Q:I have a question for you: I am a large guy (about 320), and I started working out. When I do sit-ups, my lower back really hurts. It doesn't matter if I do crunches or full sit-ups? Thanks!!! -Matthew V.
My Answer: If you're using every other muscle BUT your abs, then yes, it would be normal for you to have lower back pain. But at 320, ditch the ab work. You won't get a six-pack or reduce the size of your waist by doing sit-ups or crunches. Work on losing fat throughout your body overall by working out your whole body, not just your abs. This means predominantly whole body movements. A good primer on using whole body movements to generate whole body fat loss is my article Strength Training for Fat Loss.
Once you generate total body fat loss, THEN you can work on your abs.
Q: "First of all, I would like to compliment you on the Shotgun Method article! I plan to apply for the position of a police officer, and I'm having trouble finding a training regimen that incorporates: v-taper, cardio, size, and strength. If you could find time out of your day to email me your take or a training regimen, that would be awesome." Thanks, Shawn H.
My Answer: Glad you like the article, Shawn. The Shotgun Method is an excellent template on which you can design a strength program to address all your issues: size and strength exercises on shotgun days, v-taper exercises on troubleshooting days. Do some sprint intervals for cardio. But if you haven't checked it out already, then read my Strength Training for the Professional Warrior article. It addresses all of the issues you mentioned. Keep in mind, though, that police academies don't give a rat's ass about your V-taper or your size and strength.
Q: "Hello coach, I'm a fan of your blog, and I have the same 'thinking' about working out, etc. The Shotgun Method is one I really enjoyed, but since I'm in a fat loss mode, I did a few changes last week. It was a lot of volume, but I'm wondering what you think of that split? I mixed the shotgun with your Warrior Workout for fat loss: Monday = Warrior Workout Tuesday = Shotgun Wednesday = Warrior Workout Thursday = off Friday = Warrior Workout Saturday = Shotgun Sunday = off "Don't know if it's crazy, but on the scale I lost 3 pounds. Thanks and keep up the good work!" Danny, the Rampage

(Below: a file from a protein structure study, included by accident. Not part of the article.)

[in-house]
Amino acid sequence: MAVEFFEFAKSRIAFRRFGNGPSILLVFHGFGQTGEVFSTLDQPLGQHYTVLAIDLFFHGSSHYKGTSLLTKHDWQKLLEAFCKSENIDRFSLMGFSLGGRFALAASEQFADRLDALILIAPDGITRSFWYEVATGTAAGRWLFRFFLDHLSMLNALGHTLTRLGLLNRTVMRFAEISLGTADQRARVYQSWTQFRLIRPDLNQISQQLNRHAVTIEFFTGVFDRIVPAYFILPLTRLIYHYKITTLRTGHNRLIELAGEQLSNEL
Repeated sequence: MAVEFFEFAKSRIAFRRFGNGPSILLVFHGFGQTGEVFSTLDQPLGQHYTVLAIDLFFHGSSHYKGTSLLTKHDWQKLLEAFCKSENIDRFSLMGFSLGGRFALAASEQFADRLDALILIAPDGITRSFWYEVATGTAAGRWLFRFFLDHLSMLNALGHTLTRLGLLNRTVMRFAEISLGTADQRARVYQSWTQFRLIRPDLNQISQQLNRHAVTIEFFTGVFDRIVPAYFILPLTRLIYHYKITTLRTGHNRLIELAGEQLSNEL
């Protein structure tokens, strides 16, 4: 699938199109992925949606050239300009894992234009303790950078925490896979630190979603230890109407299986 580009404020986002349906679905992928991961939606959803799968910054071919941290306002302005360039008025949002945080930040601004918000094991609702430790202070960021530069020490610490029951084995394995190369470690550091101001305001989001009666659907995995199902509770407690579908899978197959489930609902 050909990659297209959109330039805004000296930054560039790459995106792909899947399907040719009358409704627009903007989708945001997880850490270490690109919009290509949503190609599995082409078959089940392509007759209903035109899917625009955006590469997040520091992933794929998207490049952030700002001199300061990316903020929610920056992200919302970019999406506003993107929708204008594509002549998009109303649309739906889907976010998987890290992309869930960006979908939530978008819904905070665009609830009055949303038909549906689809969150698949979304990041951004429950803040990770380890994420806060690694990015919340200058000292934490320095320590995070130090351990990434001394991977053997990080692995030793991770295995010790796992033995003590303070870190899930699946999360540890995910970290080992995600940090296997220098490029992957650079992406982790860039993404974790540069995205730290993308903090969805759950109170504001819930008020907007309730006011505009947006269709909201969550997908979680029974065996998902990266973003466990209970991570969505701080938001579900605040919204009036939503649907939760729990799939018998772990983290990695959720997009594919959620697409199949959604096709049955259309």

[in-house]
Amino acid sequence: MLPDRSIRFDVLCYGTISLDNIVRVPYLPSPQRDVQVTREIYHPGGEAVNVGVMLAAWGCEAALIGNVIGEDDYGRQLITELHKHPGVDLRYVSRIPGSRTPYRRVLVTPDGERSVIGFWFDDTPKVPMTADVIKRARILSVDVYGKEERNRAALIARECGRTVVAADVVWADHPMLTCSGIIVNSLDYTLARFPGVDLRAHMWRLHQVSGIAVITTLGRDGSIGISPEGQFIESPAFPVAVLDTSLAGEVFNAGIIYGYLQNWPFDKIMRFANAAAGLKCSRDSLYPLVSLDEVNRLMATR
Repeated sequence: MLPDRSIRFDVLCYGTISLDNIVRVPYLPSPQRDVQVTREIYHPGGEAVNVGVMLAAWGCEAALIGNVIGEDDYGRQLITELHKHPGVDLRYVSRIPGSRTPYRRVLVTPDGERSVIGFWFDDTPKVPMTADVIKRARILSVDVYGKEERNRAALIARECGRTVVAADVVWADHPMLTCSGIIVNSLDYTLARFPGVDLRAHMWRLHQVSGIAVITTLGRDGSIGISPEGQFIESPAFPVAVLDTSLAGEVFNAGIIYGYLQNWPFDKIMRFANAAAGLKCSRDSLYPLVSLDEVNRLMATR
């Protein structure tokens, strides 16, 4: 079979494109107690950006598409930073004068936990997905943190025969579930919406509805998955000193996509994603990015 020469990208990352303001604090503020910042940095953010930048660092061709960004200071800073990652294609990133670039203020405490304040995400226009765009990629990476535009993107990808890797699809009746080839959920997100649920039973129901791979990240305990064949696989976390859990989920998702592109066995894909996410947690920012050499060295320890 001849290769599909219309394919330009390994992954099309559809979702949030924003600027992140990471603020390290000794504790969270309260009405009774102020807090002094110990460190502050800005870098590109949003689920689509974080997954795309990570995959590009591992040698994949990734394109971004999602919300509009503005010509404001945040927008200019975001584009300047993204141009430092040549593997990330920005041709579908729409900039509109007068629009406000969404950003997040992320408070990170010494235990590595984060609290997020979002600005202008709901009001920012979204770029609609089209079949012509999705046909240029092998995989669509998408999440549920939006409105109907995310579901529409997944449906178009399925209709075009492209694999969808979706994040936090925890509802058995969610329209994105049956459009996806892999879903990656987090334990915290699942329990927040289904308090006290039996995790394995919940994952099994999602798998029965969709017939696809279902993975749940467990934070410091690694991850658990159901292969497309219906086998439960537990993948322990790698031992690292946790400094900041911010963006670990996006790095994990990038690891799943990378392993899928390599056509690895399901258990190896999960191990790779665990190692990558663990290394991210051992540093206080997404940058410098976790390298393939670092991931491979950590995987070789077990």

My Answer: Well, Rampage, I'm not fond of blending 2 different training programs. The reason is that if the training programs have different goals, then your body gets confused and you do a crappy job at accomplishing those multiple goals. But if what you're doing works for you, then stay with it for no longer than 3 weeks and then back off.
Besides, the Shotgun Method is already a blending of 2 different training programs: one focused on bulking (Shotgun) and one focused on symmetry (Troubleshooting). Since the Professional Warrior workout addresses multiple training goals for law enforcement, it also is a blending of different training programs.
Q:"Love your blog! Quick question: "I am currently doing a 5x5, 4 times a week routine per your site, and recently got sick and have been backtracked this week. Normally train Monday, Tuesday, Thursday, Friday, and this week I got a slight cold on Sunday, and haven't been able to go to the gym. "Thankfully today Wednesday I am feeling a lot better, but I am already behind for my routine for the week. My question is, what is a good quick training routine you would recommend to someone in my situation? Say once or twice this week, in order to basically maintain strength, or not lose their progress in the gym? "I'll probably adjust weights for next week depending on how I feel, but it would be great to stay at the level I was, or not lose much progress from this backtrack. Thanks for addressing my question, and thanks for the great information!" Regards, Jenaro J.
My Answer: It's a tricky thing when you get sick, but when you've recovered, just resume your program from where you left off. Since you coming off a mini-layoff, however, I suggest you cut the volume down to half and not train to failure. Jumping right back into the program full force would be too much of a shock for your system.
In other words, if you're doing 5x5, then you should bring it down to 3 sets of 5 reps wiyou can do 6-8 reps with. Next week when you feel better, resume the 5x5 program.